More than 1 million COVID-19 cases have been diagnosed in Minnesota since the pandemic began in the state nearly 22 months ago.

State health officials announced another 4,155 new cases Monday, bringing the total number of infections to 1,000,361.

It has taken just 27 days for the state to add 100,000 new cases. The previous 100,000 took 26 days before that, making this one of the fastest-growing surges since late last year.

In the past few weeks, however, case growth has slowed, with the testing positivity rate at 8.6%, down from the most recent high of 11.5% in early December.

But with the highly contagious omicron variant now the dominant strain in the state, according to health officials, Minnesota could see an escalation of infections similar to what is happening in many other states.

Booster shots could slow the spread, according to a new study using Minnesota health records.

"Individuals who received a booster had a greater protection from infection and hospitalizations," said Dr. Paul Drawz, an associate professor at the University of Minnesota Medical School and lead author of the study, which has yet to be peer-reviewed.

Using COVID-19 vaccination records for 4.5 million patients, the study found that vaccine effectiveness against infection increased from 45% to 88% for those who received the Pfizer booster and 65% to 91% for those who got the Moderna booster. Hospitalizations also were less likely for those who had received a booster.

The study, believed to be the largest of its kind to evaluate booster effectiveness in the United States, used patient medical records from 11 health systems that are part of the Minnesota Electronic Health Record Consortium, which was formed to conduct large-scale research. Researchers did not have access to private information about the patients.

Vaccine effectiveness improved the most in groups that have been hit hardest by the pandemic that received the booster.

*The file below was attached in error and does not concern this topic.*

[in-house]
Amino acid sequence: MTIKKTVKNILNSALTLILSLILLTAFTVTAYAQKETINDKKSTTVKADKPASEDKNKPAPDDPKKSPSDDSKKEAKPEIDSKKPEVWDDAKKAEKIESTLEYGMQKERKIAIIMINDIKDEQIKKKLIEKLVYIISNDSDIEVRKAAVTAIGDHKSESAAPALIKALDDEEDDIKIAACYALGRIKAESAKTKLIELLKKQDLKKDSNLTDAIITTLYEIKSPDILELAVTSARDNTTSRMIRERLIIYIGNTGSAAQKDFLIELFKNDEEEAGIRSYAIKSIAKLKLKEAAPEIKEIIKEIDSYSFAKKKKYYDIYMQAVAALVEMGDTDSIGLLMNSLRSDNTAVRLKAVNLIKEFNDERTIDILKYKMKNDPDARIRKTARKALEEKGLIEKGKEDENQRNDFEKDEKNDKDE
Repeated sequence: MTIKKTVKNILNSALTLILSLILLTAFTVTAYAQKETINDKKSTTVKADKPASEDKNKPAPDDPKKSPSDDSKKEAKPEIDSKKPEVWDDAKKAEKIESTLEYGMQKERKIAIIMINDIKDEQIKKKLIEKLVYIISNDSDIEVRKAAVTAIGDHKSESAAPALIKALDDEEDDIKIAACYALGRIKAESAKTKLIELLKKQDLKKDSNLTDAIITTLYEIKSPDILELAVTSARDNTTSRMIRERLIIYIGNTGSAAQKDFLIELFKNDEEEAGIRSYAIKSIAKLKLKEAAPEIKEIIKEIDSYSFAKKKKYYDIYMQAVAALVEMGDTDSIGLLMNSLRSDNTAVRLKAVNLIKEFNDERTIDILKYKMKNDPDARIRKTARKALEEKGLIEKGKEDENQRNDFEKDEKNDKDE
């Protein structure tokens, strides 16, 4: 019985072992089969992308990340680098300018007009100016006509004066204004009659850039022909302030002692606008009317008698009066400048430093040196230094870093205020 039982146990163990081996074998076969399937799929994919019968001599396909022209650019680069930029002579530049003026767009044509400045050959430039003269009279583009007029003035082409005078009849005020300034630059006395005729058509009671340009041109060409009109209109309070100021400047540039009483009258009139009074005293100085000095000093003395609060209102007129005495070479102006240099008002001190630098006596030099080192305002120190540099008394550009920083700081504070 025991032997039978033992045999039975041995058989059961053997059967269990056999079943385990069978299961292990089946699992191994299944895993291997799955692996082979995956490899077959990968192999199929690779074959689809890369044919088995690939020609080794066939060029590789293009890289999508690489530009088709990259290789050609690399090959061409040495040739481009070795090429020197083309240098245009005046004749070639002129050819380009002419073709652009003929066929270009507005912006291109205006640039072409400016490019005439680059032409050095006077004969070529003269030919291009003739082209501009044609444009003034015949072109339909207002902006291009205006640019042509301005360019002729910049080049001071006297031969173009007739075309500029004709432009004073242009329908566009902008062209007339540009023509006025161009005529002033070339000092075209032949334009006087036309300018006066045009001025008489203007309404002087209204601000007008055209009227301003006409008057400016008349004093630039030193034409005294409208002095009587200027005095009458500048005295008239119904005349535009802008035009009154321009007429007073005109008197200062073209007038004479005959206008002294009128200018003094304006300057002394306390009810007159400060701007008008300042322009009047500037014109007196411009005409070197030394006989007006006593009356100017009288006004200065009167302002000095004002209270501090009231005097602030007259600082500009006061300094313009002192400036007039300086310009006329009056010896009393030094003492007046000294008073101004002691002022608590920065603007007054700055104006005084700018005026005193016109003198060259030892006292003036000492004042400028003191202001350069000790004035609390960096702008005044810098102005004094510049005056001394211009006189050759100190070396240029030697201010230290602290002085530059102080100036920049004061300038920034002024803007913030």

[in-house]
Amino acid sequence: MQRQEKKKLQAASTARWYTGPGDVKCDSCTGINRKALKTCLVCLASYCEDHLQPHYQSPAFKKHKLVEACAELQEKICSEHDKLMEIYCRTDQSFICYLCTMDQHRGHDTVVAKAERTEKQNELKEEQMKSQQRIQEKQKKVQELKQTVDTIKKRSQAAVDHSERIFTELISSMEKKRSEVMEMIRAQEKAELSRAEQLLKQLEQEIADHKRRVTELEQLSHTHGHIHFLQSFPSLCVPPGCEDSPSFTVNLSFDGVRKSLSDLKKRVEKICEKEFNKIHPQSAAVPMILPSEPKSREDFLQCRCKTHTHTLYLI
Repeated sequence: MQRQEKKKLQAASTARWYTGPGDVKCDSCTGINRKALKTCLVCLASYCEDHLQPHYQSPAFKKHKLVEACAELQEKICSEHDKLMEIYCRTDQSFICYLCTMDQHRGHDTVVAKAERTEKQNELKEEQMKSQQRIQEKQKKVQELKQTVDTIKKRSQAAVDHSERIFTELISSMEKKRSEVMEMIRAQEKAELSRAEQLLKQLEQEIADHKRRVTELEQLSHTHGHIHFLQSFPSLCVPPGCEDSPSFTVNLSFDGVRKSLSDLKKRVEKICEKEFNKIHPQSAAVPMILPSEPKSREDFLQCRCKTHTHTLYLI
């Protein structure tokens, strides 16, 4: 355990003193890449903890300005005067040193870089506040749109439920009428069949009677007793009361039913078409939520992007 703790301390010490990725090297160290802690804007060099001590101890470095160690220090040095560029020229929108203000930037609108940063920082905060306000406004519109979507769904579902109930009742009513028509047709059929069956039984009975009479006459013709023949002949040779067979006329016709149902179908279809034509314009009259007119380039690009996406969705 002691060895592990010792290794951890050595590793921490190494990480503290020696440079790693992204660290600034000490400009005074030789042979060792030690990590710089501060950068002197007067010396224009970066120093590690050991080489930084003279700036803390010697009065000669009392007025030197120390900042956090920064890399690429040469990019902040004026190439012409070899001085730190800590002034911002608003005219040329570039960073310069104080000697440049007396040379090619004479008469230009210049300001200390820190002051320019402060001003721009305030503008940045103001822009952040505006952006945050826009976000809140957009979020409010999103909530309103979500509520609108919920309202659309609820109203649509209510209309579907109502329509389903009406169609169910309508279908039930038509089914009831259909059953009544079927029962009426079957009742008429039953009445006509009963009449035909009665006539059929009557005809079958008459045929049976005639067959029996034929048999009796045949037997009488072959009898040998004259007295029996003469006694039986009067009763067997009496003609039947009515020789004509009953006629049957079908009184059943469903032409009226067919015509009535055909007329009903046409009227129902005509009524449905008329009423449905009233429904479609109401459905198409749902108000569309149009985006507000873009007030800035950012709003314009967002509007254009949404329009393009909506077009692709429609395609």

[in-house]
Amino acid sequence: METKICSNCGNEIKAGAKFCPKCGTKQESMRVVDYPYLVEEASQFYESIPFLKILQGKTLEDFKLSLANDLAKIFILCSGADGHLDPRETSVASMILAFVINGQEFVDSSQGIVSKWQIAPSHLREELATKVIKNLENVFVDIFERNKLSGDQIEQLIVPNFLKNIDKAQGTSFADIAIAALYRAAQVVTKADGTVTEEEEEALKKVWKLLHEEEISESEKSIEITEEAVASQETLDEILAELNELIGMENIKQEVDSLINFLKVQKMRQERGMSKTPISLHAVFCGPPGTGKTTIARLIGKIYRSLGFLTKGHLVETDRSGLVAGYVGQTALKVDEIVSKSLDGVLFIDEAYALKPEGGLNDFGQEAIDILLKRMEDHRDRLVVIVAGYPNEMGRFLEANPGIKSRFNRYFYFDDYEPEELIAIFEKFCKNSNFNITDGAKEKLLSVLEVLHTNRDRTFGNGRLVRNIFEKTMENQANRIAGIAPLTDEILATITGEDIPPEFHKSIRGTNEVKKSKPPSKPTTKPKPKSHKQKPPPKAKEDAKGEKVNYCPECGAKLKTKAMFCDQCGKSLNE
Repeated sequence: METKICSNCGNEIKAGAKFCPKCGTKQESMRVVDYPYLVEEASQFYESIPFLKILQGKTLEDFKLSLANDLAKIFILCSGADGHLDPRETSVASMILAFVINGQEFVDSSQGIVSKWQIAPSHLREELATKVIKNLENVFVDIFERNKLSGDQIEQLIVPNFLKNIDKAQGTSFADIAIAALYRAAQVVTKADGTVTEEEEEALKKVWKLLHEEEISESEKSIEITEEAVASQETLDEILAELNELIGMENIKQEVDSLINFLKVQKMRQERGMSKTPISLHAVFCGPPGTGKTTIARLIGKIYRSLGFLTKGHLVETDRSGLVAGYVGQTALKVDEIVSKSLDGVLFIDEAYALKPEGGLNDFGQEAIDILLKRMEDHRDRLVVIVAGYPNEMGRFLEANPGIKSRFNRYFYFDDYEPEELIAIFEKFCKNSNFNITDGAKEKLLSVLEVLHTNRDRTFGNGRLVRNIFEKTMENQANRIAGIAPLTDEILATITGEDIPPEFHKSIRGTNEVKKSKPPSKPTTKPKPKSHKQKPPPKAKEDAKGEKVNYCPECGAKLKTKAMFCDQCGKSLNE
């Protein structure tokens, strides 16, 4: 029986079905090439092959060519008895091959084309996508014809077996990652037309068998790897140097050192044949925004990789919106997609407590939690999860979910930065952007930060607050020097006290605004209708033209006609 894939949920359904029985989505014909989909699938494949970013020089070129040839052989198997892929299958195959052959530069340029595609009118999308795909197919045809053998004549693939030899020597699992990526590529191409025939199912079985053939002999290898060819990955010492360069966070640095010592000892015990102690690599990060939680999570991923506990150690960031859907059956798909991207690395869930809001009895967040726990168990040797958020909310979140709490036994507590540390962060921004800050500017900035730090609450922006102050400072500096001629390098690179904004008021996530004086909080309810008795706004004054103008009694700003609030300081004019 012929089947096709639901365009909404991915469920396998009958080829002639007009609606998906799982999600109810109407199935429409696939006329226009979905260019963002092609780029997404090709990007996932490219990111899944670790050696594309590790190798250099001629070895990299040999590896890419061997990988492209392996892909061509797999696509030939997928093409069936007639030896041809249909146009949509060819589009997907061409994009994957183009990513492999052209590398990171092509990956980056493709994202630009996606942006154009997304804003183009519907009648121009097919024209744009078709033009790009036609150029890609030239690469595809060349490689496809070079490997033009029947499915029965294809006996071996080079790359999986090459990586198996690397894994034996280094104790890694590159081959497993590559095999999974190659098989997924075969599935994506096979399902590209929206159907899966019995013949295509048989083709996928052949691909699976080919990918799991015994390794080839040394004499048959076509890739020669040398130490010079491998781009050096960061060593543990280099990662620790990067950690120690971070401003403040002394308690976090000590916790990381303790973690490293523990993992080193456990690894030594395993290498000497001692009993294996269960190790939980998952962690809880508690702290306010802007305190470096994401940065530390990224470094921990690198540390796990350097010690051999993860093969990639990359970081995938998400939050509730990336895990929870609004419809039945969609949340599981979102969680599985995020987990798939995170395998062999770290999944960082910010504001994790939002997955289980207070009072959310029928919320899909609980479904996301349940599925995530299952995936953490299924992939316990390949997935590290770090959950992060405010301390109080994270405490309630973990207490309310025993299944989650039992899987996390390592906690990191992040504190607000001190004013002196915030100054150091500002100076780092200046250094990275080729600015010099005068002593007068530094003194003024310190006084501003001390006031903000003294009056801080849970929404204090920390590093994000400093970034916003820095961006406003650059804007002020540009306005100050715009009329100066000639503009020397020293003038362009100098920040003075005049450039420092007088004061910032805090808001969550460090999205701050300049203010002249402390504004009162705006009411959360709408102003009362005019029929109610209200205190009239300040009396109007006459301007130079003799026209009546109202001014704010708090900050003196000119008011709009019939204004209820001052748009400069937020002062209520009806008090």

"The benefit is greater in those that are elderly and with comorbidities," where effectiveness nearly tripled, Drawz said.

Researchers ended the analysis before the omicron variant took hold, so it is unclear whether the booster's effectiveness remains the same under the new variant compared with delta.

The study's researchers also found racial and ethnic disparities among those who have received boosters.

"The folks who have received the booster are disproportionately white compared to groups that have been fully vaccinated," sad Dr. Tyler Winkelman of Hennepin Healthcare.

More than 1.6 million booster doses have been administered in Minnesota, and 67.2%, or 3.5 million of the state's population 5 and older, have been fully vaccinated.

A total of 53 new deaths were announced Monday, including two people who were in their 30s. So far 10,359 Minnesotans have died of COVID-19 related complications.

COVID-19 hospitalizations have decreased, with 1,394 coronavirus patients as of Thursday. That's down from the high of 1,678 on Dec. 9.

Still, along with hospitalizations from other diseases and trauma cases, 98% of adult ICU beds were full and 54 of the 68 hospitals with adult ICU beds were full.

Altogether, 50,127 patients have been hospitalized with COVID-19 since the pandemic began in March 2020. Of those, 9,837 have needed intensive care.

Minnesota reported another 9,120 breakthrough cases for the week that ended Nov. 21, the most recent data available. Breakthrough cases include those who tested positive at least two weeks after their last shot. Altogether, 3.9% of fully vaccinated residents have had a breakthrough infection, while the number who have needed hospitalization or who have died is less than 1%.

Minnesota's case count includes nearly 12,800 who have become infected with COVID-19 more than once. The total number of Minnesotans who are known to have caught COVID-19 stands at 987,599. However, the actual number is likely higher because not all of the people who became infected were tested for COVID-19.